‘Vicious’ seagulls are getting ‘seriously out of control’, says Sidmouth resident

The number of seagulls attacking people in Sidmouth is getting ‘seriously out of control’.

Those are the words of one resident, who says she has been witnessing the birds becoming more ‘aggressive’ and ‘fearless’ in their attacks, when hunting for food from the hands of unsuspecting pedestrians.

Sally Blake, of Woolbrook, contacted the Herald to raise her concerns and to call for more warning signs about feeding the birds, and for something to be done to stop them breeding.

The 60-year-old said: “The seagull situation in Sidmouth is seriously out of control and something needs to be done.

“They are becoming more aggressive and are fearless. They are very vicious.

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“Last week, I witnessed a group of students walking past the Sidmouth Triangle, each carrying a sandwich or pasty in a bag.

“A seagull swooped and grabbed one of the girls’ lunches. I then bought my own pasty for lunch, kept it in the bag with several serviettes disguising it, and decided to sit on the beach, in the sun and surreptitiously ate it.

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“Within seconds a seagull had appeared from nowhere and grabbed the bag. I won’t be doing that again.

“The other day I also saw a group of girls running away from the birds, shielding their ice-creams, it was like a scene from Alfred Hitchcock’s The Birds.

“Gone are the days where children can walk around enjoying their ice-cream in the sun in Sidmouth.”

The mother-of-two said there was only so much the councils could do when tourists and locals continued to feed the ‘greedy and dangerous birds’.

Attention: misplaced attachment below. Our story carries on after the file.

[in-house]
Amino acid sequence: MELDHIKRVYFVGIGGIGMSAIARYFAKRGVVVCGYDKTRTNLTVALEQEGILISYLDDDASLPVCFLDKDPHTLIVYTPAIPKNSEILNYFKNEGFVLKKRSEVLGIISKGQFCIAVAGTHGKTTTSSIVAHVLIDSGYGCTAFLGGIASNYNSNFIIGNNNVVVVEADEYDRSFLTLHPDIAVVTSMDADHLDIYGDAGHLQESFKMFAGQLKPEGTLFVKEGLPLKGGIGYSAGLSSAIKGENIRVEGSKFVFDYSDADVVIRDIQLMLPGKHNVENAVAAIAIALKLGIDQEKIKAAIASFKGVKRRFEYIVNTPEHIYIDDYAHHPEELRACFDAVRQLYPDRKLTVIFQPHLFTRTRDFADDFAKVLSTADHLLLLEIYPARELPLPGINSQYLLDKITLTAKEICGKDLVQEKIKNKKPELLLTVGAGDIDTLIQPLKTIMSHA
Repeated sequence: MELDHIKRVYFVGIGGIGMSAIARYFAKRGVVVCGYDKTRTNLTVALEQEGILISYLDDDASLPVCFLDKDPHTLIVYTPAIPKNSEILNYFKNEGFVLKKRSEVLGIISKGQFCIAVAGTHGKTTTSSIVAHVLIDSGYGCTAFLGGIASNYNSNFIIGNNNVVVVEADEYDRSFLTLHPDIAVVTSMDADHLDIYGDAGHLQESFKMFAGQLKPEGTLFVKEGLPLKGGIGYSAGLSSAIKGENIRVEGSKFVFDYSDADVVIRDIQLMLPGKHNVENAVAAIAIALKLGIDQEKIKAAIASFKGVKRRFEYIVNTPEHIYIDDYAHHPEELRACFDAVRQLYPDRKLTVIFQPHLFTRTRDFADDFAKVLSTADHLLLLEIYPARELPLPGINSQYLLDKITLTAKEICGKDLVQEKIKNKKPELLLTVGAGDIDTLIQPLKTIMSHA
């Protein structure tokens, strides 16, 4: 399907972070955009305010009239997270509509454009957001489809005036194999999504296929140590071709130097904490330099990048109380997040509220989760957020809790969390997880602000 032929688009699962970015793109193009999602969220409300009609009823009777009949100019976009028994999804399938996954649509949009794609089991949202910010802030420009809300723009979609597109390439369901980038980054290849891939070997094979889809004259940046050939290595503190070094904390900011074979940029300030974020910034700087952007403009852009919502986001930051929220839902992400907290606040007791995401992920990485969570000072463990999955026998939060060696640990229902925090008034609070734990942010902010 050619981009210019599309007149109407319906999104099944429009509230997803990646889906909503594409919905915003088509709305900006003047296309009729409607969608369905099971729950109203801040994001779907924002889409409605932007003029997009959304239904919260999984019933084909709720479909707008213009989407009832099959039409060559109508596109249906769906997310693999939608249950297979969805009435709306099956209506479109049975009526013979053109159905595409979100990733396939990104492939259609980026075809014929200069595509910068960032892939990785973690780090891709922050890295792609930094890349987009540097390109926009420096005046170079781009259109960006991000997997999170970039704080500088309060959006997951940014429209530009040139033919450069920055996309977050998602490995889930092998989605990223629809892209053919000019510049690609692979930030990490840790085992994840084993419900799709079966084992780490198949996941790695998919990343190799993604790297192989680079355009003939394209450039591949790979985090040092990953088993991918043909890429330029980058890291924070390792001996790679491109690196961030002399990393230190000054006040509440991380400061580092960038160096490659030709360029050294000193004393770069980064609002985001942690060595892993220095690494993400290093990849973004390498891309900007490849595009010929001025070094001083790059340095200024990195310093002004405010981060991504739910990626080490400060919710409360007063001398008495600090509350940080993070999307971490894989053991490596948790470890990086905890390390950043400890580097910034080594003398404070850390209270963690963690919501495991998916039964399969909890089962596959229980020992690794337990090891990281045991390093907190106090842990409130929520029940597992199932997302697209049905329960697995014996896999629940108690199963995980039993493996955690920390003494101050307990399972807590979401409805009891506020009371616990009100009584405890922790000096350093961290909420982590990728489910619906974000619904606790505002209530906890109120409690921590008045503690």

She added she had also recently witnessed a woman, in Blackmore Gardens, feeding the seagulls with a bag of bread. Sally said: “When told she mustn’t feed them, her reply was ‘mind your own business’.

“The seagulls have become lazy and would rather snatch a sandwich then catch a few fish from the sea. Please help eradicate this problem by not feeding them, not eating your lunch where they can see you – a wall behind you will deter them – and taking a photo of anyone you see blatantly feeding them. The council needs evidence before they can fine people.”

An East Devon District Council spokeswoman said: “Our observations are that, in fact, the number of gulls around the seafront has declined significantly in the last five years but even a few gulls will be opportunistic so people do need to be vigilant.

“This has become natural gull behaviour over many years and not something that can be completely controlled by human intervention.”

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